Facing Adversity at the Intersection of Yoga and Social Justice in My Yoga Teacher Training

June 9, 2021

Sometimes I feel like I’m the only person who disliked my yoga teacher training. Other yoga teachers I know gush about how inspirational and life changing their training was, but I wasn’t having any life changing breakthroughs.

I came to yoga teacher training eager to learn more about accessibility, yogic philosophy and the intersection of yoga and social justice. Unfortunately, many of these ideas weren’t welcomed in the space, and I was treated with contempt any time I tried to broach the topic of yoga and social justice.

During our third weekend together, I shared an article discussing the cultural appropriation of yoga in our cohort’s private Facebook group. I hoped it would allow for some dialogue on the topic, but instead I received a lecture from one of our lead teachers on the reasons why I shouldn’t post something like that on social media. A day or two later the other lead teacher told our class that we were culturally appropriating hispanic culture if we eat tacos.

There were many days throughout my YTT that I wished I could have cut my losses, withdrawn, and requested a refund. Looking back now, I’m glad I didn’t. 

My experience in YTT forced me to take a long, hard look at myself and the type of yoga teacher I wanted to be. I wanted everyone to feel welcome. I wanted to teach the people who were showing up to class, not just parroting some cues I learned in YTT that were designed for one type of body. I wanted to make wellness more inclusive and accessible for folks. I wanted to honor yoga’s roots and challenge white supremacy.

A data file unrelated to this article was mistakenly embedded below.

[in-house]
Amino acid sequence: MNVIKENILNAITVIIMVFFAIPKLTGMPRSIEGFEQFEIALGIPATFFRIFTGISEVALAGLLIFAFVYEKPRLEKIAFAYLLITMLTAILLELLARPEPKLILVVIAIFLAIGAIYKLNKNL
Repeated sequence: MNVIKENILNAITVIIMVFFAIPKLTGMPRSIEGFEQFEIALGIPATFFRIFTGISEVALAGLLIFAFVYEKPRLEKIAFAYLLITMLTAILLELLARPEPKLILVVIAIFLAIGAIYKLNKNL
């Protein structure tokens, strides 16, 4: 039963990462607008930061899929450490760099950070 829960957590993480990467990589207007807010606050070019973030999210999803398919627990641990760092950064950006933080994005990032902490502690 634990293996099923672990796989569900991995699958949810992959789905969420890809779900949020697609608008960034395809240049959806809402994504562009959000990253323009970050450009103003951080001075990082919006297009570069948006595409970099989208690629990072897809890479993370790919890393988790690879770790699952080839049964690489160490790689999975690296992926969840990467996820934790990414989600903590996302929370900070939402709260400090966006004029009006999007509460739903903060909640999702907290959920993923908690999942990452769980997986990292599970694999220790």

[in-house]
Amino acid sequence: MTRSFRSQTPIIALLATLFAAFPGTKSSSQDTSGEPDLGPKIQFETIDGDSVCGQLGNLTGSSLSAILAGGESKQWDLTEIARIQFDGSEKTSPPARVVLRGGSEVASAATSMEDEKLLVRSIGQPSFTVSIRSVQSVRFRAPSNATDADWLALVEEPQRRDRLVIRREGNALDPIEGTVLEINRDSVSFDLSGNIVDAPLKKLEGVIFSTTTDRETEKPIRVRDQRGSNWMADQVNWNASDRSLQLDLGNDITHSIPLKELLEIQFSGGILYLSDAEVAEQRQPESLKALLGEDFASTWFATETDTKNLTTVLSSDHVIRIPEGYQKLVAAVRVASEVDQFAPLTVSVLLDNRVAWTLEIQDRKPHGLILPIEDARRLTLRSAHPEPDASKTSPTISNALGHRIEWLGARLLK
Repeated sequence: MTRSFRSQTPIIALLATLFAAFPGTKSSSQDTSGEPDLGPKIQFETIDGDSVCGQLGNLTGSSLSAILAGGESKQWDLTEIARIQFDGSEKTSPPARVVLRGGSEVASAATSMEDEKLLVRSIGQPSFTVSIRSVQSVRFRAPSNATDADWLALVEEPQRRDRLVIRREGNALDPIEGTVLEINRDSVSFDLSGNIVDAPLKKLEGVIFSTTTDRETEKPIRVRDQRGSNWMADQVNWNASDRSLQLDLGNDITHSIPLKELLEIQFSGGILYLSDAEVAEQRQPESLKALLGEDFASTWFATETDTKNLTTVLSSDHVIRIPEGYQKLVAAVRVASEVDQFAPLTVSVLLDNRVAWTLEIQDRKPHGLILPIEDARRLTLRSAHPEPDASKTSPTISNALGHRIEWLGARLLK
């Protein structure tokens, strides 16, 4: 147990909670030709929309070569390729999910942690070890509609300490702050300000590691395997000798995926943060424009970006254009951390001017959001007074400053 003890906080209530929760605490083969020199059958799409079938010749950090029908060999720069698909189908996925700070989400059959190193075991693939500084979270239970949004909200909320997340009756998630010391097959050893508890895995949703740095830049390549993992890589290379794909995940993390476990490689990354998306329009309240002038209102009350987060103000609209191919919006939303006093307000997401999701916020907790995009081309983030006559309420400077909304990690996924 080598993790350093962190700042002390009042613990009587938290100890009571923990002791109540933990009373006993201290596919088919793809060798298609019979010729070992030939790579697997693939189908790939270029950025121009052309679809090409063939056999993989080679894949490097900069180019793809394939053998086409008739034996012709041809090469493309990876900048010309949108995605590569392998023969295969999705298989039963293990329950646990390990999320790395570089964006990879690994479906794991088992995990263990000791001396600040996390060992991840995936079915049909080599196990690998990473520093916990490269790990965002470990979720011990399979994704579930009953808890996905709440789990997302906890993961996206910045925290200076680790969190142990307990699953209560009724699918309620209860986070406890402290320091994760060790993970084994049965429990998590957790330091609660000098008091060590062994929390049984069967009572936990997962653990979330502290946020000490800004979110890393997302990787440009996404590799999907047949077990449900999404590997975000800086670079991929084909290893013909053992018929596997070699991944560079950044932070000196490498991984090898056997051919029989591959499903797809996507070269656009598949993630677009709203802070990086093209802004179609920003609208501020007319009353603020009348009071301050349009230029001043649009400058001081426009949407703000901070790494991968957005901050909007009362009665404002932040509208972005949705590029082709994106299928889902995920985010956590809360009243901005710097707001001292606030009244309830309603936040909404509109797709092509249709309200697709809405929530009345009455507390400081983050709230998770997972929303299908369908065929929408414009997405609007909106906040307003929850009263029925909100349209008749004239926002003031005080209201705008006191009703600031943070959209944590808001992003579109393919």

To me, yoga isn’t an exercise regimen. It’s a practice of liberation, of connecting to our innate wholeness, and dispelling the myth that we are broken beings in need of fixing.

I didn’t know it at the time, but my YTT was Tapas in action. The more adversity I faced in the training, the more passionate I became about deepening my learning and exploring beyond asana. I became committed to disrupting the myth that you need to be flexible, strong, skinny, and non-disabled to practice yoga. You just need to show up and breathe.

As a college educated, white, cisgender male in the middle class, a consistent practice of Svadhyaya helps me to see where I am still causing harm and work to reduce that harm. It helps me reflect and hold myself accountable as I strive to create and cultivate more equitable and inclusive spaces that value and celebrate the uniqueness of everyone.

Perhaps my YTT wasn’t life changing in the way I originally anticipated it would be. But, in hindsight it was exactly what I needed. It taught me the power of being a lifelong learner. Just because I have a certificate that says I can teach yoga now doesn’t mean that my learning is complete. I believe there is still so much to learn and unlearn as we work towards our collective liberation.


Garrett Jurss (he/him) is a yoga teacher and intuitive Tarot reader who believes that yoga is a practice of collective liberation. He is committed to making wellness more equitable, accessible, and inclusive while cultivating spaces where students can explore possibilities with curiosity, non-judgment, and self-love. Garrett hopes to inspire students to take their practice off their mat and ultimately share it with the rest of the world. You can find him at theintrepidhearts.com.

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